- CROP WEEDS
Research studies have found that no weed control for the first 6 – 8 weeks of the life of any crop can reduce the yield by as much as 50%, i.e. half the crop. For weed control to be effective in terms of its ability to assist the yield, weed control practices must be good during this initial period.
Another aspect of weed control is that of weeds producing seed. There is an old axiom that ‘one year’s seeding means nine year’s weeding’. This may be an exaggeration, but the meaning is clear. It is important that even though weeds may have little effect on a current crop, the cost of allowing a crop of weeds to seed may be detrimental as they will germinate in the future.
Techniques for controlling weeds are to use labour with hoes, mechanical cultivation equipment, or the use of chemicals called herbicides.
- The first planting rain will bring up what is called the first flush of weeds (there may be numerous flushes as different species germinate under different conditions, i.e. day length). Effective weed control will be ensured if this flush can be destroyed within 10 days of the first planting rain. This can be achieved by using rotary hoes (millipedes), or spike-tooth harrows. The first planting rain, if it fails in late October to late November, is normally followed by sufficient sunny days to make this feasible. It will also be necessary to cover the entire crop in 3 – 4 days as the weather in some seasons may not permit much more than this.
- Weather permitting; hand labour may follow this initial cultivation to clean up anything which may have been missed. The earlier this is done, the more susceptible are the weeds, and the more effective it will be.
- The next operation is likely to be an inter-row cultivation as most crops soon get too tall for the use of rotary hoes and spike-tooth harrows.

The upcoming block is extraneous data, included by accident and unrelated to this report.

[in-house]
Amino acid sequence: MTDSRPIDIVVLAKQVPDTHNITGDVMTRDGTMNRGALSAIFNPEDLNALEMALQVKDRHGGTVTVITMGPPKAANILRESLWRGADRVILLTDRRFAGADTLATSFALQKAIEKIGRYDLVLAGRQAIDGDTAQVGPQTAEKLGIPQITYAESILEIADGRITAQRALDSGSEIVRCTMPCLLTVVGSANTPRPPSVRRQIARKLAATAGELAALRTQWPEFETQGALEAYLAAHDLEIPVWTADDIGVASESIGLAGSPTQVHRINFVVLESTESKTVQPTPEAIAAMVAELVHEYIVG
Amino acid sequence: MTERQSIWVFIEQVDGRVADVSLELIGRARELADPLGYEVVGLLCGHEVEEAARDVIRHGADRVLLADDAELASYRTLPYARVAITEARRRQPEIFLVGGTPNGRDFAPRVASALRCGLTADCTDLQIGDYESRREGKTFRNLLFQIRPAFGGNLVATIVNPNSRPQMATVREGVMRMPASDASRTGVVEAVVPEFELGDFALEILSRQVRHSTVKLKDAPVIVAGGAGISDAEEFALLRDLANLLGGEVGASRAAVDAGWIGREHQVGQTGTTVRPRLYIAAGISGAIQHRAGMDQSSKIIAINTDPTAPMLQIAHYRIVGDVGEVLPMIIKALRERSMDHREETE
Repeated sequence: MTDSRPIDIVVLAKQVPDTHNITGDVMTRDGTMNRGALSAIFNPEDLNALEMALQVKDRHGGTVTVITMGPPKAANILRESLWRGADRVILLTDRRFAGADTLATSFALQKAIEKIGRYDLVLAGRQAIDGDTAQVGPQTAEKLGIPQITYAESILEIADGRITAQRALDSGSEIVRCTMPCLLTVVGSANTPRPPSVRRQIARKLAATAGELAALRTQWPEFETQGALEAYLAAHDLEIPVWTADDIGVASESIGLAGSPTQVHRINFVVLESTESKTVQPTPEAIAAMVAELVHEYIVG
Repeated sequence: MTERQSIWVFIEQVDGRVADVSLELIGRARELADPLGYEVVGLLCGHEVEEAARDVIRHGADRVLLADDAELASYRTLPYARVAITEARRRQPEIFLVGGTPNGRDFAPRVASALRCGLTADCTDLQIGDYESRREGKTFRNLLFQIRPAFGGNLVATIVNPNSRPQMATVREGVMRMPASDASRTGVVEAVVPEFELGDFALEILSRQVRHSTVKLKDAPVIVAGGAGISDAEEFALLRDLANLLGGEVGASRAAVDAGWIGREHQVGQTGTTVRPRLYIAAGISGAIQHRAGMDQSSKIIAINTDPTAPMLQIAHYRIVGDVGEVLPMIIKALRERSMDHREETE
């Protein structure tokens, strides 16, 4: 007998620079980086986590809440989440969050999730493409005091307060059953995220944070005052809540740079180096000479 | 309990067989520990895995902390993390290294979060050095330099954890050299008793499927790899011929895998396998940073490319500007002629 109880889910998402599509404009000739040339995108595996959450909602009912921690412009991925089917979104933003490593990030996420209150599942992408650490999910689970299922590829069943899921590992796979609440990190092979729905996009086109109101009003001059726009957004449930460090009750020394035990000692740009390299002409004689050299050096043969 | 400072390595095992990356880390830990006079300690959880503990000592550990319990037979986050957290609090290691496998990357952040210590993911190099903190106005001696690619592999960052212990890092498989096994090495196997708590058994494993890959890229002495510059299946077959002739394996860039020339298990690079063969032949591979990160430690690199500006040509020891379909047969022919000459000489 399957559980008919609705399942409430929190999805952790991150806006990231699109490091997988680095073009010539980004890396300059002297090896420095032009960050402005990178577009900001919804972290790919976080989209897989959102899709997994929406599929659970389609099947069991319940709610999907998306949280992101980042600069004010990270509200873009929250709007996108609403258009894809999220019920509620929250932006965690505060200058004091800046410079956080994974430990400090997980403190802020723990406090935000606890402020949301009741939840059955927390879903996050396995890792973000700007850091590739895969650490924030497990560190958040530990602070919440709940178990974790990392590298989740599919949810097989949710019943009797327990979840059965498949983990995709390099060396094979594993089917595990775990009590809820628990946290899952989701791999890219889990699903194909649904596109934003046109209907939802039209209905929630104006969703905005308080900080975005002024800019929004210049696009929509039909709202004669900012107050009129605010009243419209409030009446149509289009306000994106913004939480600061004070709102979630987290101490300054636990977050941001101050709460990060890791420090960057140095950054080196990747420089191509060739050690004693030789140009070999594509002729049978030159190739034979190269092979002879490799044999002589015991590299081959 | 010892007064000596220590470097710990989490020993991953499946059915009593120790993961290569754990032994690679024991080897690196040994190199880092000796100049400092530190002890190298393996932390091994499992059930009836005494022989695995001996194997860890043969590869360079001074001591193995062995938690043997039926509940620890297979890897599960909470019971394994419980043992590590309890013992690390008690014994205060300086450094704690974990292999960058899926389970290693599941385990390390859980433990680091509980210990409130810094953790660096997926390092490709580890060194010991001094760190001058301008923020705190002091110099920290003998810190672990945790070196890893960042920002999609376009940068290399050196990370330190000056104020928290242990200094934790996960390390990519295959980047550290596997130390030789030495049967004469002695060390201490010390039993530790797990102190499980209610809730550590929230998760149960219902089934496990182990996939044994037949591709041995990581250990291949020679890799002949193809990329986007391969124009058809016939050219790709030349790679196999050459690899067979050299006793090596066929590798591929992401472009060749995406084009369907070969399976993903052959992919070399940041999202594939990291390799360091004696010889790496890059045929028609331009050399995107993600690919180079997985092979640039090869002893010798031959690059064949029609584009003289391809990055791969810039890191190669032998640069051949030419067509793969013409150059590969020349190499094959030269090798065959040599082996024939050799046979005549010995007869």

- Equipment used for this includes tined cultivators. This operation tends to be slower than the rotary hoes and spike-tooth harrows, so a little more time may be needed. Speed depends on the height of the crop and small plants may get buried by the lateral movement of soil.
- A point to consider here is that a low level of damage to the crops should be tolerated, as it is almost impossible to avoid this and still get a satisfactory kill of weeds. This operation should pick up any weeds that were missed initially and also the second flush of germinating weeds. The timing of this obviously relates to the pattern of rain, as more rain is needed to bring up subsequent flushes of weeds. December is traditionally a month of few sunny and dry periods and so these cultivations need to be done at every opportunity if weeds are appearing.
- As the previous method of control is an inter-row cultivation, it needs to be carried out in conjunction with band weeding on the rows themselves.
- Once a crop ‘canopies’, no further machinery can get into the land and so hand labour may go in to clean up any late weeds which may appear.
Picture 1: Shows weed control threw in-row cultivation with a tined implement.